To me by me. A reminder before going back to work after time away.
You are about to go back to work after some time off. Maybe you just finished the weekend or you were off for a couple of weeks for the holidays, it doesn’t really matter. You’re going to need to get back in the groove of things and it’s highly likely you will feel overwhelm along the way because it’s happened before. Many times. In fact, it always happens.
See if this sounds familiar:
It’s Monday and you are looking forward to getting back to work so you can get back to your routine (alone time, finally!), contribute to something with like-minded people and do meaningful work. You get up and do your morning workout and are feeling pretty good. You sit down before looking at mail or other inputs and start making lists and getting organized so you can be intentional and focused right off the bat. Hell yes!
Seems all good but quickly that to-do list gets long and you start realizing how much stuff there is that was left hanging before you left or that you’ve committed to doing to meet your goals. Then, you look at your calendar and realize how many things shifted around, how many new things are there and, shit, what you actually scheduled that you need to prepare for and you need be “on” for a meeting an hour. Along with that, you start looking through all of the emails, messages, notifications up, and holy shit there is zero time to sort through it before you are sucked into the “Hey, how was the break?” catch-up conversation and you never got to really think about things before your first meeting starts.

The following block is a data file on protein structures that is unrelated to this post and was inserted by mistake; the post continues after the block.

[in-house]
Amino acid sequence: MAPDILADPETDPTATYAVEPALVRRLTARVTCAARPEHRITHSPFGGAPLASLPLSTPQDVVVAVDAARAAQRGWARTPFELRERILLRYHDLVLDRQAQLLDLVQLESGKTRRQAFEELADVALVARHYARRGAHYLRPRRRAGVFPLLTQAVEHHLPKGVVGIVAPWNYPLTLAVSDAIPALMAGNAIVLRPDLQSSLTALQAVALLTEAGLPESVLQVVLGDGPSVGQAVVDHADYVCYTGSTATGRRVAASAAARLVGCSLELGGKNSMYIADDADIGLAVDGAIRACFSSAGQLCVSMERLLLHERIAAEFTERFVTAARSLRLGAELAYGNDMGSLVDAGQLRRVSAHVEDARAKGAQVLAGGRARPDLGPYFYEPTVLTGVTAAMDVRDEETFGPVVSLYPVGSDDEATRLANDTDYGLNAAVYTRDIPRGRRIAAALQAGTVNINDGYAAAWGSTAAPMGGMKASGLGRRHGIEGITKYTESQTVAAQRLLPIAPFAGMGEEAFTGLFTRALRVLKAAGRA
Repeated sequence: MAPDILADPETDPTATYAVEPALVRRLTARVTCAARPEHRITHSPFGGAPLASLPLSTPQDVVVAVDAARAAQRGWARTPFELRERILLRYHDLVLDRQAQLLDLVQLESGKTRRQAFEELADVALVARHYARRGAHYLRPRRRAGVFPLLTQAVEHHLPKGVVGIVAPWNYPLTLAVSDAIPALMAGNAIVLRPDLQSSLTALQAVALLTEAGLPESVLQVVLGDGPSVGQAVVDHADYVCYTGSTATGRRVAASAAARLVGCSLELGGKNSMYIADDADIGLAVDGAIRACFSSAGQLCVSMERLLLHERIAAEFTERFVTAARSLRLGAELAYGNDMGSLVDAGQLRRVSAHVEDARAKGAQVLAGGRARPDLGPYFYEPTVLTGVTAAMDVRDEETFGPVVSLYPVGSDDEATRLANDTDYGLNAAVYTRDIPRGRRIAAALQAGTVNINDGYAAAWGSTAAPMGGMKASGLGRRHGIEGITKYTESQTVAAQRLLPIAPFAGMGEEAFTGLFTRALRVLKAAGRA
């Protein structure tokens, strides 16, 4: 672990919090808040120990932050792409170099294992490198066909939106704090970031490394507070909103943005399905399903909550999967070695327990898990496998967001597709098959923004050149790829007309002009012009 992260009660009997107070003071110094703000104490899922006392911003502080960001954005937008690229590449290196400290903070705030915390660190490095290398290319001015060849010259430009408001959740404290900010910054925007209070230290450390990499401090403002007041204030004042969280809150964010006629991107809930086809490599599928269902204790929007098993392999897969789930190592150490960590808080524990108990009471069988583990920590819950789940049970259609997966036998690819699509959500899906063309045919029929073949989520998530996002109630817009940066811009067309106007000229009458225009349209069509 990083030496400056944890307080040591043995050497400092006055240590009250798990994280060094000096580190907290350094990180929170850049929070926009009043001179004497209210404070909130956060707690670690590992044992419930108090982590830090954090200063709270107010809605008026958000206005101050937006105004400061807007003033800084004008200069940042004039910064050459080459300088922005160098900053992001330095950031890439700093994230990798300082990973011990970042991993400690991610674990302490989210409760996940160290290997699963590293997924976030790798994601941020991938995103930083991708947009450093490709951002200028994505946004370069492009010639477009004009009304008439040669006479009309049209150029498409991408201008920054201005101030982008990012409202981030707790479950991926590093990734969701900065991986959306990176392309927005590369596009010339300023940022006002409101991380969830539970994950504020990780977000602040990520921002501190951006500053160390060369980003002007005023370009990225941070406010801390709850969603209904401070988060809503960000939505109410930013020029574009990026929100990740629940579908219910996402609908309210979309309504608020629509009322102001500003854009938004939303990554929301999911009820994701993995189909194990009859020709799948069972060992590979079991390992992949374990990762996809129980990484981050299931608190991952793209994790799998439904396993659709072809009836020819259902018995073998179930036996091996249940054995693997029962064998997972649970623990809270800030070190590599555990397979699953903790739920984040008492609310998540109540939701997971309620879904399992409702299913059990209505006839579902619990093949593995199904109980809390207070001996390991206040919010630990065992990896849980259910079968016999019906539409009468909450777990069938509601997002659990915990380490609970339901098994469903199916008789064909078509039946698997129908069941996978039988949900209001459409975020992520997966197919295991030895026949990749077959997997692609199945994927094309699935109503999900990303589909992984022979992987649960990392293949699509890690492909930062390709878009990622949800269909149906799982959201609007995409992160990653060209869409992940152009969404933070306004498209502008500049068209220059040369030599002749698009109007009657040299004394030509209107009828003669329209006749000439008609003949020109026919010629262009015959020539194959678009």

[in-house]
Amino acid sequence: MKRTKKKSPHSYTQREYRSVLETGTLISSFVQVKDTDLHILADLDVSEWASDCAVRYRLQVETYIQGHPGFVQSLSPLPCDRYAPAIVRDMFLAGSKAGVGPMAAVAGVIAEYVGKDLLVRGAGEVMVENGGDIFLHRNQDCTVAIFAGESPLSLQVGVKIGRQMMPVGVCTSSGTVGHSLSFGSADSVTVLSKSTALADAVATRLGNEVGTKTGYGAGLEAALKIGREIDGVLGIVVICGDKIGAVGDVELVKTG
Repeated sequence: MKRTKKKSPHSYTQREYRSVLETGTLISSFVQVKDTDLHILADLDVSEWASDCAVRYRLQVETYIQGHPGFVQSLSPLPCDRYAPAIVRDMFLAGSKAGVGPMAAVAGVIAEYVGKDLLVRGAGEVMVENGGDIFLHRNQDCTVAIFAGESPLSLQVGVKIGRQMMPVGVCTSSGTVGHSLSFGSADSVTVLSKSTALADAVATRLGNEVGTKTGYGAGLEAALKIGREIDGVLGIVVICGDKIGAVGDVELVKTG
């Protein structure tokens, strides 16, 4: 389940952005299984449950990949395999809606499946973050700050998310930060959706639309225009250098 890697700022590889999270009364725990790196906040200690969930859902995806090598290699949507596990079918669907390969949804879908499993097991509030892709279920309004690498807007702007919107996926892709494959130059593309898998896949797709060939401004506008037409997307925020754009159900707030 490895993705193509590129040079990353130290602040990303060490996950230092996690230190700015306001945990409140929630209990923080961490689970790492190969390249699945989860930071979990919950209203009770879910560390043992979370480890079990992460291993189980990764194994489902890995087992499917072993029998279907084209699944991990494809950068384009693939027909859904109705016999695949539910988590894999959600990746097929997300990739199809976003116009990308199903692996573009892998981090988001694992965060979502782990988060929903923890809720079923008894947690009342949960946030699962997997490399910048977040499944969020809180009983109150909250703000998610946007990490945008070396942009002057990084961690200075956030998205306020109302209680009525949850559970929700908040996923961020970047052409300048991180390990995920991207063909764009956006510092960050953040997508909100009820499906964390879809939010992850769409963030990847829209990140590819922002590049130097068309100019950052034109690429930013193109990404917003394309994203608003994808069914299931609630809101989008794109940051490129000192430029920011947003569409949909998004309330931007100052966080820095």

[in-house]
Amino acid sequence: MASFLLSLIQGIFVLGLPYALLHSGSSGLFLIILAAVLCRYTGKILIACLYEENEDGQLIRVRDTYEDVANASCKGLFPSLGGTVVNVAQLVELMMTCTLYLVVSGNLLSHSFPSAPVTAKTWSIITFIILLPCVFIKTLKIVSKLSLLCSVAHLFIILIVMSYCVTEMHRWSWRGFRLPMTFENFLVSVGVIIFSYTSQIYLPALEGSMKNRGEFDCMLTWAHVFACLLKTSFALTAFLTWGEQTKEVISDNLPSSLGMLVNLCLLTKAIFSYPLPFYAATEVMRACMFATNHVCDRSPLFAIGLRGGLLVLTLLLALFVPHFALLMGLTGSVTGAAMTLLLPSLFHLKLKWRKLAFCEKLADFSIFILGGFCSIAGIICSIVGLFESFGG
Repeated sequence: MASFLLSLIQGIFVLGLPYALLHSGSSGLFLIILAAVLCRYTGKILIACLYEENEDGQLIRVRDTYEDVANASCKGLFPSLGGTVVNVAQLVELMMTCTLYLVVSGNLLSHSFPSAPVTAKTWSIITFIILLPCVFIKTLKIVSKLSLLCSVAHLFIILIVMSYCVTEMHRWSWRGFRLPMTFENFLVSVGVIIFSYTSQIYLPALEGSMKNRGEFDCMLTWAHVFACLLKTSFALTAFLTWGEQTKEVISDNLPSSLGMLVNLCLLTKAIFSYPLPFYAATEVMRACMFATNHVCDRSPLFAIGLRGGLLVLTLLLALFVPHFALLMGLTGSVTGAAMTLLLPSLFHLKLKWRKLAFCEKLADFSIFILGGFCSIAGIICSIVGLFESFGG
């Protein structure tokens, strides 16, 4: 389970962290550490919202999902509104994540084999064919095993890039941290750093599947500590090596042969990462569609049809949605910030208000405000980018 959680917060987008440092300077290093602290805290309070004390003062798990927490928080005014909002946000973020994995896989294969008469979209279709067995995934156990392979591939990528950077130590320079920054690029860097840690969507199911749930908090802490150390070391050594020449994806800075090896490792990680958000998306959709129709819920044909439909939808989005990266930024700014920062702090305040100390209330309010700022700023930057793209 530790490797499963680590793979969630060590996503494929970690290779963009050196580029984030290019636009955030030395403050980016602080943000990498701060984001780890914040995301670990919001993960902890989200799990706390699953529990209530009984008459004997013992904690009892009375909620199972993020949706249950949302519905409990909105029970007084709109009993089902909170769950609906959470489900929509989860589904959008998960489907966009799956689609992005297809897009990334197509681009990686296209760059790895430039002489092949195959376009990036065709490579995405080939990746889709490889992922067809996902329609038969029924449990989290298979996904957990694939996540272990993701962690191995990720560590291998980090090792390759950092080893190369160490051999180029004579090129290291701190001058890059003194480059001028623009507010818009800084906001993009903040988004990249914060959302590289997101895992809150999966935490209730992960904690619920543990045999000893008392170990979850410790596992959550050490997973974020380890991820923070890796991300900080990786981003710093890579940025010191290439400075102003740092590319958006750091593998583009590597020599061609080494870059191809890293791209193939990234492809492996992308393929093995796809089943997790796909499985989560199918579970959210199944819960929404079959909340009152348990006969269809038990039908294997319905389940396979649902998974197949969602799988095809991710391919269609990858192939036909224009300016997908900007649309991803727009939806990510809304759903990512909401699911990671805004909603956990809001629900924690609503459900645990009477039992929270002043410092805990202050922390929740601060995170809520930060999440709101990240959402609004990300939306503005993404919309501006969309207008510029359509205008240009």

This is the tipping point. Recognize that feeling of overwhelm? Say hi. It’s here just like we knew it would be. Now you have a choice.
One path is to dig in and grind. You can try to catch-up while in your meetings, not being fully present, get through your unread messages, not fully comprehending them, and get a partial list of your to-dos down on paper, which adds to the feeling of overwhelm. Now you’re still feeling behind, and you feel bad for how you showed up in that meeting. This is the path of resistance.
The other path is to realize that beginning again will be a bit messy, and focus on doing things well versus doing things fast. Focus on being present, only reading or working on what you can do with full attention, connecting with people and asking them what you can help with, be ok with a lot of unread stuff. Stay centered on your intention and don’t sacrifice quality. This is the path of acceptance.
Which path will you choose? Here is a checklist of things that have worked for you in the past and that you should pay attention to:
Set the right conditions up-front. Ensure your good autopilot is turned-on prior to arrival. Eat healthy, sleep well, exercise and take care of yourself the day before.
Be intentional. Set your intention for the day and week, keep perspective (practice zooming out), manage your to-do list and limit work in progress.
Stay present. Focus on making the next 5 minutes rock. Don’t worry about the future, it will take care of itself.
Fly high. Don’t give any mental space to negativity, blame, or criticism. People will forget the problems of the day but they will remember the way you handled them.
Be gentle with yourself. The golden role applies in reverse. How you treat yourself is ultimately the way you will treat other people.
That’s it, now go get ’em. You’re going to do great.